Last Updated: 2023-10-12
Author(s): Lindemann H.
Comel, 1949; Netherton, 1958
Comel-Netherton syndrome, Ichtyosis linearis circumflexa (Rille-Comel) and trichorrhexis invaginata, Erythroderma ichtyoseform congenitum, Bamboo hair syndrome, Tichorrhexis syndrome, SPINK disease, OMIM: 256500
Netherton syndrome is a rare autosomal recessive genodermatosis characterised by a combination of ichthyosis linearis circumflexa, structural hair shaft abnormalities, failure to thrive, immunodeficiency and elevated IgE levels. Cerebral seizures and oligophrenia may occur
The incidence is 1:200,000.
To date, about 150 patients have been described with Netherton syndrome worldwide.
It is estimated that the prevalence of Netherton syndrome may be as high as 1:100,000 or 1:50,000. This is thought to be due to low diagnostic sensitivity resulting from variable phenotypes and overlap with various ichthyoses and atopic dermatitis.
The prevalence of Netherton's syndrome is estimated to be as high as 1:100,000 or 1:000
Biallelic mutations have been detected in the gene of the serine protease inhibitor Kazal type 5 (SPINK5), which encodes the multidomain serine protease inhibitor LEKTI. Premature termination of mRNA translation or missense mutations lead to impairments of the LEKTI protein. LEKTI deficiency causes excessive serine protease function.
LEKTI could be detected in epithelia, thymus, trachea, tonsils, parathyroid gland, stratum corneum and stratum granulosum, but also in skin appendages.
The mutation of the SPINK5 gene causes accelerated degradation of desmoglein 1 and desmosomes in the skin. Horn cells detach. This causes cracks in the stratum corneum and allergens can penetrate more easily through the disturbed skin barrier.
The thymus shows defective T-cell differentiation, resulting in an unbalanced Th2 response and a greatly increased IgE concentration.
Histochemically, a reduced number of disulphide bonds in hair shafts could be determined, resulting in defective hair structures.
Often, congenital ichtyotic erythroderma is seen shortly after birth.
In the majority of cases, the symptoms regress with age and are clinically described as ichthyosis linearis circumflexa. Annular scaling and erythematous plaques are seen on the trunk and extremities, typically fringed by a double-edged scale bar. Scalp involvement is common.
Obligate conditions include rhagades at the corner of the mouth, papillomas in the genital area, alopecia and hair shaft abnormalities (trichorrhexis invaginata (bamboo hair), trichorrhexis nodosa, pili torti). Hair structure damage can vary in severity and often improves with age.
Due to pronounced itching, many patients develop lichenifications in the bending sides and eczematous plaques.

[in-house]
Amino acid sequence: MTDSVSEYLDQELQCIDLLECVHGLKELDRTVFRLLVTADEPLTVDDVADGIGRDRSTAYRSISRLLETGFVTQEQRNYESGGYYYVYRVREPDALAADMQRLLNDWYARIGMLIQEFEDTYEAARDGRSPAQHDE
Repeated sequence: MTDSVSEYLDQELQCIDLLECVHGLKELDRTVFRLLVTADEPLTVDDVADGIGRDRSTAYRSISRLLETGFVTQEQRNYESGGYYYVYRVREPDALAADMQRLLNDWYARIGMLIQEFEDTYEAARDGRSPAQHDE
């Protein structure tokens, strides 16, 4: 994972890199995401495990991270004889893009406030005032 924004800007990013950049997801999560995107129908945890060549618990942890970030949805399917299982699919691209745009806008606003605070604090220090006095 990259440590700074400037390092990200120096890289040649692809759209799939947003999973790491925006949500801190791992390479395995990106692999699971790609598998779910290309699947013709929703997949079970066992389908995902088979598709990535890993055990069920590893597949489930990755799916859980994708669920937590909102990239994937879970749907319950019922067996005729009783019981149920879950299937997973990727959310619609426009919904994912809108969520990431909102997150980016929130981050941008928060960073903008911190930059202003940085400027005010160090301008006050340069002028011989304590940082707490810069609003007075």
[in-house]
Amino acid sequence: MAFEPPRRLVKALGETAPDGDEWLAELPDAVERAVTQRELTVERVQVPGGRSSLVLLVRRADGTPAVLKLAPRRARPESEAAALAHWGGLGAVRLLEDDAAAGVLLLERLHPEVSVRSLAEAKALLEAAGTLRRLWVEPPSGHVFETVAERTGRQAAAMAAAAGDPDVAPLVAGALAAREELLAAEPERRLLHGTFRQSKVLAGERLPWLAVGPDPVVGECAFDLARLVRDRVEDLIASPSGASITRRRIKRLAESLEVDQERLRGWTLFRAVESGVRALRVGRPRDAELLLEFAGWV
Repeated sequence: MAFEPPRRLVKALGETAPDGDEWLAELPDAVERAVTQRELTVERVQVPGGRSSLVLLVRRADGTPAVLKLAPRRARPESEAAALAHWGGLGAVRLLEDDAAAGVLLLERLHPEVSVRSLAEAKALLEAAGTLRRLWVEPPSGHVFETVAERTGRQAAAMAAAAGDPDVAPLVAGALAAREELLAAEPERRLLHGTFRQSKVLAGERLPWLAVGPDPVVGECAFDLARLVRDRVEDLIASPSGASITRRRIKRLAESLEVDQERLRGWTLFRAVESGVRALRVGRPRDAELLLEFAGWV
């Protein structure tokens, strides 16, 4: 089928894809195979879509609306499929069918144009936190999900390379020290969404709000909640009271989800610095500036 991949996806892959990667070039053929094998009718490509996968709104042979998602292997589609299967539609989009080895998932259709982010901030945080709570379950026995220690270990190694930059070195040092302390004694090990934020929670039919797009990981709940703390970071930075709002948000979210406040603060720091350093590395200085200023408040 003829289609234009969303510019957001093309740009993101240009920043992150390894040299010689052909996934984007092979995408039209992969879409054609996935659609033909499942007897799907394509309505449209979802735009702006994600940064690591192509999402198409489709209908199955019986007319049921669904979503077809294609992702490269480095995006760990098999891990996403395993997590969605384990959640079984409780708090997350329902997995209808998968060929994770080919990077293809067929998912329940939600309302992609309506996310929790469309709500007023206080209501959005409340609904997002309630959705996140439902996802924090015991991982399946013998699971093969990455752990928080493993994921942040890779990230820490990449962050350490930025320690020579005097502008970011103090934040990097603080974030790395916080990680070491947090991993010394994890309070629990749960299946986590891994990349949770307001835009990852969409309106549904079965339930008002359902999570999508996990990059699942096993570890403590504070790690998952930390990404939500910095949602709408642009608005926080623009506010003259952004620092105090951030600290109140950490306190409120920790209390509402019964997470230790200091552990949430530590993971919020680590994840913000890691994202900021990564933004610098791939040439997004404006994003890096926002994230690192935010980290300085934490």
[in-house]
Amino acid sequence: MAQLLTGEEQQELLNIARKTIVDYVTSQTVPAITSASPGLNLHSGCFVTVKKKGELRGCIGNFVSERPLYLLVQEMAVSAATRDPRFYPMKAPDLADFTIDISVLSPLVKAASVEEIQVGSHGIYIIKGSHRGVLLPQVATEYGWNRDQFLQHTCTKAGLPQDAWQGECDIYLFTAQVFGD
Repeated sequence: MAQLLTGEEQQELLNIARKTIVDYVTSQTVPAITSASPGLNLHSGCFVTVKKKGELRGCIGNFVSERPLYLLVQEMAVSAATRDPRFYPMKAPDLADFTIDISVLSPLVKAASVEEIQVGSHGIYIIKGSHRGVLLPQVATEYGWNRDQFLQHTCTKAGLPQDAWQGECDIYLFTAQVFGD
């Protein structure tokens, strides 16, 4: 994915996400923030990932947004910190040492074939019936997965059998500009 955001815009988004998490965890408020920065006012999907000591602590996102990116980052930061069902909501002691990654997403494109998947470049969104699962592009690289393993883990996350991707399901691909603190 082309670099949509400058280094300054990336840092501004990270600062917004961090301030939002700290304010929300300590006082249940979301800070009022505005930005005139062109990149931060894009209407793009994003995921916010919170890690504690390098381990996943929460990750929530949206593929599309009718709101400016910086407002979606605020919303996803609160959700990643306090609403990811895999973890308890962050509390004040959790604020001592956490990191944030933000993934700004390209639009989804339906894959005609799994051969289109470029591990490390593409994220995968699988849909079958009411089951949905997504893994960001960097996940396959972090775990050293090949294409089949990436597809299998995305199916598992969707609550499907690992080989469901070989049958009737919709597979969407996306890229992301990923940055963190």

Often there is type I sensitisation to environmental allergens and foods.
Immunohistological staining with LEKTI antibodies.
Molecular genetic tests of the SPINK5 gene.
Prenatal diagnosis in families with known SPINK5 mutations can be done by chorionic villus sampling (from the 10th week of pregnancy).
Children show pronounced skin changes that can affect the entire body.
As they get older, the trunk and extremities are predominantly affected. The scalp may be involved.
An abnormal cleavage is seen in the superficial stratum corneum in the absence of stratum grangulosum. Typically, a psoriasiform epitehl reaction with parakeratosis can be detected.
In the upper dermis, there may be perivascular infiltrates with single neutrophil and eosinophil granulocytes.
Transmission electron microscopy of the hair shafts shows clefts and defective keratinisation, as well as electron-dense deposits in the cortex.
Complications result in particular from a disturbed skin barrier and the frequent congenital immunodeficiency.
About 20% of newborns develop potentially life-threatening complications such as dehydration, electrolyte disturbances, failure to thrive, impaired thermoregulation, pneumonia or sepsis.
In the course, recurrent superinfections may occur.
The majority of patients experience a decrease in clinical symptoms with increasing age.
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- Dermatology, 3rd ed. Jean L. Bolognia, Joseph L. Jorizzo, Julie V. Schaffer. 3.a ed. 2012. Editorial Saunders, Reino Unido. ISBN-13:9780723435716
- Jianbo Wang, Ling Yu, Shuai Zhang, Chen Wang, Zhenlu Li, Ming Li, Shoumin Zhang. Successful treatment of Netherton syndrome with dupilumab: A case report and review of the literature. J Dermatol. 2022 Jan;49(1):165-167.doi: 10.1111/1346-8138.16253.
- Luchsinger I. et al. Secukinumab Therapy for Netherton Syndrome JAMA Dermatol 2020 Aug 1;156(8):907-911. https://pubmed.ncbi.nlm.nih.gov/32459284/